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Supreme Court Considers Water Rights Dispute Between Virginia and MarylandAired May 29, 2000 - 2:40 p.m. ET
THIS IS A RUSH TRANSCRIPT. THIS COPY MAY NOT BE IN ITS FINAL FORM AND MAY BE UPDATED.
LOU WATERS, CNN ANCHOR: The Supreme Court is expected to announce tomorrow whether it will decide a water rights dispute between Virginia and Maryland. The Potomac River is at the center of this dispute. It is one of many U.S. rivers now being fought over.
As CNN's senior Washington correspondent Charles Bierbauer reports, below the surface of many of these fights, are differing philosophies of development.
CHARLES BIERBAUER, CNN SR. WASHINGTON CORRESPONDENT (voice-over): The Potomac at Great Falls is powerful and seemingly abundant. Quiet water up stream masks a turbulent inter-state quarrel over quantity and quality.
STUART RAPHAEL, FAIRFAX COUNTY ATTORNEY: The water on the shore of the river, and this is true on both the Maryland and the Virginia shore, tends to much higher in sediment concentration than than the water off-shore.
BIERBAUER: Virginia's Fairfax County wants to extend its in-take 700 feet off-shore, away from the sediment and grasses that clog the on-shore in-take. But the Potomac, dating to a 1632 land grant from King Charles I belongs to Maryland shoreline to shoreline, and Maryland does not think Virginia needs a mid-river intake.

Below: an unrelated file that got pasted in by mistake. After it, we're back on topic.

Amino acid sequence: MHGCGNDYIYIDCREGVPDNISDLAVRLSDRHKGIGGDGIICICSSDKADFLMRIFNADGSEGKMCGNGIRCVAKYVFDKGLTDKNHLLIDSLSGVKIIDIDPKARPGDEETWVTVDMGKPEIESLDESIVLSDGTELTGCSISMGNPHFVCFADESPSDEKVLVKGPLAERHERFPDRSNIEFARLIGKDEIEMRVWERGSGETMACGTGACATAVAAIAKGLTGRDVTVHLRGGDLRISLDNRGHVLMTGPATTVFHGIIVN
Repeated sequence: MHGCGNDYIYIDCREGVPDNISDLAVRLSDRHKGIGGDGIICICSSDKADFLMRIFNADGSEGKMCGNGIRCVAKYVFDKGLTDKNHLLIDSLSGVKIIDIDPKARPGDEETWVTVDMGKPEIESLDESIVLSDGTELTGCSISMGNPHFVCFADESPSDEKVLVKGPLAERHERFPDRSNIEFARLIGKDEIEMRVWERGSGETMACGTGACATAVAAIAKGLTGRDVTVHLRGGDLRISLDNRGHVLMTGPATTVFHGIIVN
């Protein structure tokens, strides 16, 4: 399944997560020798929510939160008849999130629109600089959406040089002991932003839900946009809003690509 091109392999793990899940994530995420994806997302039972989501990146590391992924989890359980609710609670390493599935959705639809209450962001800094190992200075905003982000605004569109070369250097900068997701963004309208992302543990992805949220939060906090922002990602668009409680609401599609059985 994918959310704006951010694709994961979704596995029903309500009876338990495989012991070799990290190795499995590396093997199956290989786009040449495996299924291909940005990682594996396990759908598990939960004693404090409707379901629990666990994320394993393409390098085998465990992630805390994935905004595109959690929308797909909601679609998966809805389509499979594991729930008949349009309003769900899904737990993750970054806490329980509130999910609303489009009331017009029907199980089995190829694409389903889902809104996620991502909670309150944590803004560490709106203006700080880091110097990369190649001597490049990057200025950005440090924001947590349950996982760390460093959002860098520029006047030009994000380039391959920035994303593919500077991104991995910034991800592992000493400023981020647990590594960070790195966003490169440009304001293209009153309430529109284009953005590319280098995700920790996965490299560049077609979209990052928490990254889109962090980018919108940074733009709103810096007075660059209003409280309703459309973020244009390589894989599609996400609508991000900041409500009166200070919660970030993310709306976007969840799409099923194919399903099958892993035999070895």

J.L. HEARN, MARYLAND ENVIRONMENT DEPT.: The treatment process that Fairfax now operates has not now, and to my knowledge, has never had a violation of federal drinking water standards.
BIERBAUER: Maryland suggests the dispute is rooted in differing philosophies about development.
CHRISTOPHER VAN HOLLEN (D), MARYLAND STATE SENATOR: There has been a lot of churning up of the land to make room for lots of new development, and roads and highways.
BIERBAUER: Virginia asked the Supreme Court to rule no longer needs Maryland's permission to draw water.
RAPHAEL: That is not a good thing for Virginia because it puts another state in control of its destiny. BIERBAUER (on camera): The Potomac is only one of the boundary rivers in the U.S. where states are quarreling over water rights. The Supreme Court may be called on in several cases to resolve the dispute.
(voice-over): Kansas accuses Nebraska of diverting the Republican River's flow to thousands of wells in a case the court will referee. Arizona and California returned to the court with a nearly 50-year-old dispute ever the Lower Colorado, which also involves the water rights of five Indian tribes. Georgia, Alabama and Florida could go to court if they can't agree on the Apalachicola- Chatahoochee-Flint basin. Can it water the development of the region from Atlanta to the oyster beds of Florida.
When states, themselves, cannot solve these problems, only the Supreme Court has constitutional authority to navigate interstate disputes.
Charles Bierbauer, CNN, on the Potomac.
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